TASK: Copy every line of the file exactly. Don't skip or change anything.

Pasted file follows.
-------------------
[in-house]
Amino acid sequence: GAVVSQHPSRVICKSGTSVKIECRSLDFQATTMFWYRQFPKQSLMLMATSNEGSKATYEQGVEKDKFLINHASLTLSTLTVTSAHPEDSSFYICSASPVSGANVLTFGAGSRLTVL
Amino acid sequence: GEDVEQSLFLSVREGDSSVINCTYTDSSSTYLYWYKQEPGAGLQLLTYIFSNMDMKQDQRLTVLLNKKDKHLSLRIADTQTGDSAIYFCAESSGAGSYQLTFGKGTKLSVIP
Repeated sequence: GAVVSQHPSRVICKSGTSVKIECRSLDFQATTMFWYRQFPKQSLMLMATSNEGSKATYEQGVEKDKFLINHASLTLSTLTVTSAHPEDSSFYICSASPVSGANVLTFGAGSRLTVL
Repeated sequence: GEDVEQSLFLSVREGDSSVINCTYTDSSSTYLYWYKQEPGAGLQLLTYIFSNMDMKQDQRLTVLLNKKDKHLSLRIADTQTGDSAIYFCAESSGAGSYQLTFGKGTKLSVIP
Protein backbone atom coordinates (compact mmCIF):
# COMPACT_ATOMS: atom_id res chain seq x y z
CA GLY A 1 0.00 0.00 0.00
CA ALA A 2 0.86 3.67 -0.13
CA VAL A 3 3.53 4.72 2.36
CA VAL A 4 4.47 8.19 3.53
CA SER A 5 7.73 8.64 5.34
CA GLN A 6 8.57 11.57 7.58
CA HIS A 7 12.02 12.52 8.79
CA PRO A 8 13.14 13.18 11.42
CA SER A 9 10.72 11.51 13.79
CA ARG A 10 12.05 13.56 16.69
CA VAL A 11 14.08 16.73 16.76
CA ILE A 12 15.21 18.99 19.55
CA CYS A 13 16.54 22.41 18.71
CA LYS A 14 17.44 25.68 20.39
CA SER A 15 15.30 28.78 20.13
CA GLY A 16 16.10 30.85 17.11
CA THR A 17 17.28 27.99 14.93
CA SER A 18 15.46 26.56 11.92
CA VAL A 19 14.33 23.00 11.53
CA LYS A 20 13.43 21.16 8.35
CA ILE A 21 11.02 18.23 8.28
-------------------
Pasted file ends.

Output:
[in-house]
Amino acid sequence: GAVVSQHPSRVICKSGTSVKIECRSLDFQATTMFWYRQFPKQSLMLMATSNEGSKATYEQGVEKDKFLINHASLTLSTLTVTSAHPEDSSFYICSASPVSGANVLTFGAGSRLTVL
Amino acid sequence: GEDVEQSLFLSVREGDSSVINCTYTDSSSTYLYWYKQEPGAGLQLLTYIFSNMDMKQDQRLTVLLNKKDKHLSLRIADTQTGDSAIYFCAESSGAGSYQLTFGKGTKLSVIP
Repeated sequence: GAVVSQHPSRVICKSGTSVKIECRSLDFQATTMFWYRQFPKQSLMLMATSNEGSKATYEQGVEKDKFLINHASLTLSTLTVTSAHPEDSSFYICSASPVSGANVLTFGAGSRLTVL
Repeated sequence: GEDVEQSLFLSVREGDSSVINCTYTDSSSTYLYWYKQEPGAGLQLLTYIFSNMDMKQDQRLTVLLNKKDKHLSLRIADTQTGDSAIYFCAESSGAGSYQLTFGKGTKLSVIP
Protein backbone atom coordinates (compact mmCIF):
# COMPACT_ATOMS: atom_id res chain seq x y z
CA GLY A 1 0.00 0.00 0.00
CA ALA A 2 0.86 3.67 -0.13
CA VAL A 3 3.53 4.72 2.36
CA VAL A 4 4.47 8.19 3.53
CA SER A 5 7.73 8.64 5.34
CA GLN A 6 8.57 11.57 7.58
CA HIS A 7 12.02 12.52 8.79
CA PRO A 8 13.14 13.18 11.42
CA SER A 9 10.72 11.51 13.79
CA ARG A 10 12.05 13.56 16.69
CA VAL A 11 14.08 16.73 16.76
CA ILE A 12 15.21 18.99 19.55
CA CYS A 13 16.54 22.41 18.71
CA LYS A 14 17.44 25.68 20.39
CA SER A 15 15.30 28.78 20.13
CA GLY A 16 16.10 30.85 17.11
CA THR A 17 17.28 27.99 14.93
CA SER A 18 15.46 26.56 11.92
CA VAL A 19 14.33 23.00 11.53
CA LYS A 20 13.43 21.16 8.35
CA ILE A 21 11.02 18.23 8.28